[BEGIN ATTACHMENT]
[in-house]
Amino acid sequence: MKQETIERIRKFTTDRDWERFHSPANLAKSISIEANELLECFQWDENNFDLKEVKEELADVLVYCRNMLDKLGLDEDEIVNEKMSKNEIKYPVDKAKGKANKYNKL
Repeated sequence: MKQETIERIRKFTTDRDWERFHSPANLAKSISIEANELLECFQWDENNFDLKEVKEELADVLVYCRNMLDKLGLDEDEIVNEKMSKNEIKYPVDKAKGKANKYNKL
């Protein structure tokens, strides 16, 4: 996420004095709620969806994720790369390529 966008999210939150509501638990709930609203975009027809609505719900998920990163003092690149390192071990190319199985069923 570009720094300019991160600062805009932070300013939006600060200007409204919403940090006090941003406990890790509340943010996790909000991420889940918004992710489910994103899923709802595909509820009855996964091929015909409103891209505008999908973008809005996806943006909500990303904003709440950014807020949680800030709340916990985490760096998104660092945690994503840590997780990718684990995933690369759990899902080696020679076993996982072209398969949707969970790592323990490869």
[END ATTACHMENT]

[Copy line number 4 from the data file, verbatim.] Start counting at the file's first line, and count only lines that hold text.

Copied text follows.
């Protein structure tokens, strides 16, 4: 996420004095709620969806994720790369390529 966008999210939150509501638990709930609203975009027809609505719900998920990163003092690149390192071990190319199985069923 570009720094300019991160600062805009932070300013939006600060200007409204919403940090006090941003406990890790509340943010996790909000991420889940918004992710489910994103899923709802595909509820009855996964091929015909409103891209505008999908973008809005996806943006909500990303904003709440950014807020949680800030709340916990985490760096998104660092945690994503840590997780990718684990995933690369759990899902080696020679076993996982072209398969949707969970790592323990490869």